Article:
Much Ado About Energy: Why Do We Need It?

Note:  This is the first of a series of blog posts I will be writing that discuss the different types of energy we use in our society and how the various methods of energy extraction and use affect our planet and society.  

The Journey

You can’t turn on a news channel or visit a news media website without finding a discussion about energy use in our society.  This could take the form of political debates in Washington about whether we should build the Keystone Pipeline (see argument against it here, which I happen to agree with) , or reports about the newest, most efficient solar cell, or the effect of burning coal on global warming and climate change.  No matter the topic, it is clear that energy plays a central role in the operations of our society.  But why is that?  What is energy, why do we need it, and how do we extract it?

These are basic questions, but important ones that begin our journey to learn about energy in our society.  We all take energy for granted: turning on a light switch, mowing the lawn, tending a garden.  But it turns out that how you get the electricity required to turn on your light or how that gasoline for your lawn mover was extracted has huge consequences on the planet, not to mention the global economical landscape.  For this reason, it seems important for all citizens to understand the basics of what goes into energy extraction and dissemination.  Beyond the social reasons, it is a fascinating topic that will take us to the ends of the universe, to stars bubbling with nuclear reactions, to the smallest of the small where electrons behave unlike any object you’ve ever seen, and to the limits of human ingenuity that push our energy use into a new, cleaner era.  I hope you will join me on this series of blog posts exploring the ways we interact with the planet to access energy, and see how important it is to mindfully and scientifically choose methods that reduce our impact on the local ecology and climate to preserve a sustainable future for our children.

What is Energy?

Ask anyone on the street what energy is and I’m sure the first response will be hesitation.  We all have a sense of it, but to actually define it in some concrete sense quickly becomes difficult.  This is because energy is the chameleon of the physics world, easily changing forms that look nothing alike but still maintaining the same potential to be used.  Put simply, energy is responsible for all processes you could ever possibly see in the universe.  For example, it’s responsible for this supernova remnant:

And the chaotic, fiery nature of stars, including our Sun (which is extremely important to us!):

But also on the smaller scale, it is responsible for this, the inner workings of your digestive system:


Courtesy of

Without energy, your food wouldn’t be digested, fusion reactions wouldn’t convert hydrogen to helium in the Sun, electrons would stand still (ignoring quantum effects) in a circuit, and you couldn’t even make your body move!  So how can the concept of energy possibly be applied to completely different phenomena?  The rawest physics definition of energy is the capacity of a system to do work.  Well, this just creates more questions:  first, what is a system?  A system is defined as simply the part of the world we want to investigate.  Everything else not included is called the environment.  For example, if we want to examine the supernova above, the system is the supernova, and the environment is the rest of space and all the particles and objects in it that surround the supernova.  In the case of digestion, the system would be all the parts of the body involved in digestion.  Defining the system allows us to then account for all the particles within a certain boundary, and then we can keep track of these particles or objects in detail and see what they do and how they interact within the system.  The system can also interact with the environment, but since we haven’t been keeping track of the details of the environment, we can’t say as much about this interaction.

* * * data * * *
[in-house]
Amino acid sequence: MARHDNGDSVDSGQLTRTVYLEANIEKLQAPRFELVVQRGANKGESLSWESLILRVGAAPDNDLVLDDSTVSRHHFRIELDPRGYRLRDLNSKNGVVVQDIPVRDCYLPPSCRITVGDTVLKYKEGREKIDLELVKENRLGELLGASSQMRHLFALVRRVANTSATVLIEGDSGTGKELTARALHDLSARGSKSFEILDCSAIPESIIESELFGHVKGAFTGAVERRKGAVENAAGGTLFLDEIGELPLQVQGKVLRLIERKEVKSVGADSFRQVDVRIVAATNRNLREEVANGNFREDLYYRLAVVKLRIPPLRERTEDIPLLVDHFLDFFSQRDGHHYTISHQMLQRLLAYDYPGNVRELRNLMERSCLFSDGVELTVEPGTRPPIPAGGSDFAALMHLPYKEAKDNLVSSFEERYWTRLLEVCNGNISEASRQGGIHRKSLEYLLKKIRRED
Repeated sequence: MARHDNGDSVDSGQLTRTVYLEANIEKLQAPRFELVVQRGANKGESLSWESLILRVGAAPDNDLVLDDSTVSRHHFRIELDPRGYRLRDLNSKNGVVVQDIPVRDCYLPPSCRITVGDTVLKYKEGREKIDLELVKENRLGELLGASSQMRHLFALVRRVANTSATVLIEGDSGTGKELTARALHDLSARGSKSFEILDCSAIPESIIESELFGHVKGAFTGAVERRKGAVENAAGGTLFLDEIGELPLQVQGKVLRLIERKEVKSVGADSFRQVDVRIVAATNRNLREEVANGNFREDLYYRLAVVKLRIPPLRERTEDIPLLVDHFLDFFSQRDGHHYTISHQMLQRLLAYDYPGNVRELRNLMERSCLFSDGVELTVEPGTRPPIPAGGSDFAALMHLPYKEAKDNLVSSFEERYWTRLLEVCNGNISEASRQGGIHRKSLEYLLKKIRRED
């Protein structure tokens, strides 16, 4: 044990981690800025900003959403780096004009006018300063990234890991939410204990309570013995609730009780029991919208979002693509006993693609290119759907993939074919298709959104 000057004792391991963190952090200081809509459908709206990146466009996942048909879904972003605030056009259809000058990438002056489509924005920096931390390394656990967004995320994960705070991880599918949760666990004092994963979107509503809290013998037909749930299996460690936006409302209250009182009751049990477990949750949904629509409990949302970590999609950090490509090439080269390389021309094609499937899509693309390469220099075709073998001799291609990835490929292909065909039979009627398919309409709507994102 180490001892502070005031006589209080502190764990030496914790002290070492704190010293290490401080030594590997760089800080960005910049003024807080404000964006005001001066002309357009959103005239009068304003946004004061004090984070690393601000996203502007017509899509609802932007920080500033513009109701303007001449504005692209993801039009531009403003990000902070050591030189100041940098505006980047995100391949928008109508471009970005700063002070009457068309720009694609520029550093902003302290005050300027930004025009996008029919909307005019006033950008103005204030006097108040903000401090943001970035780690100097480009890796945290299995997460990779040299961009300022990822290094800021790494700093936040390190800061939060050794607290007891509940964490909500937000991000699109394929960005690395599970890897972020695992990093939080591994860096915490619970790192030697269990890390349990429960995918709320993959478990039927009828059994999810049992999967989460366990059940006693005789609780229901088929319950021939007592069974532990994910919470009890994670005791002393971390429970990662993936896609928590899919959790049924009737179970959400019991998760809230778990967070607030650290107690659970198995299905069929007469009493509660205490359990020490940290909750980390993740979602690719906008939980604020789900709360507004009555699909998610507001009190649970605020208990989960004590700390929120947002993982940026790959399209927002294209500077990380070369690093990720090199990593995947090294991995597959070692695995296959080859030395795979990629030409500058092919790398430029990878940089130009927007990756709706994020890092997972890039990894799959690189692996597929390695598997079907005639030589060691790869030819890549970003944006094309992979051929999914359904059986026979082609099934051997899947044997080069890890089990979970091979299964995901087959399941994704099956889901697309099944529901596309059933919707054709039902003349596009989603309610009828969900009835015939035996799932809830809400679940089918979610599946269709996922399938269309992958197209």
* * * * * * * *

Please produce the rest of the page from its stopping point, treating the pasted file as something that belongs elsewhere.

Okay, so we find some set of particles we’re interested in and define them as our system.  Then energy is the capacity for these particles to do work.  So what is work?  Physicists define work using a simple equation: Work = Force * Distance.  There are some finer details within this equation, but the main idea is that with lots of energy, you can do lots of work, which lets you either use a lot more force to move a short distance, or use a little force to move a much longer distance (based on the rules of multiplication).  Either way, the key point is that energy allows us to manipulate everything around us by applying forces.  Without energy, this just isn’t possible.

Wherever you are reading this, look out your window.  What do you see?  Maybe some leaves on a tree blowing in the wind?  In this case, we define our system as the wind and the leaves.  The leaves are moving (technically, accelerating) in different directions, so this means that they must be feeling some force, which in this case is from the wind.  This in turn means that the wind must have energy (this is the basis for wind energy devices such as the giant windmills being erected across the plains of the Midwest).  But here’s another important point: as the wind moves the leaves, it loses some of its energy, giving it to the leaves so they can move.  Energy cannot be created nor destroyed, but it can be transformed.  And that transformation is the key to all the dynamics and diversity of the universe as well as to all our energy technology.  In this case, the energy was contained in the movement of all the air particles in the wind, but as soon as they hit the leaves, this energy transfers to the leaves and transforms into the movement of the particles in the leaves.  This is a fairly mundane example, but we will explore much more exciting types of energy transformation related to energy technology, such as energy found in the bonds between atoms being transformed into electricity we can harness!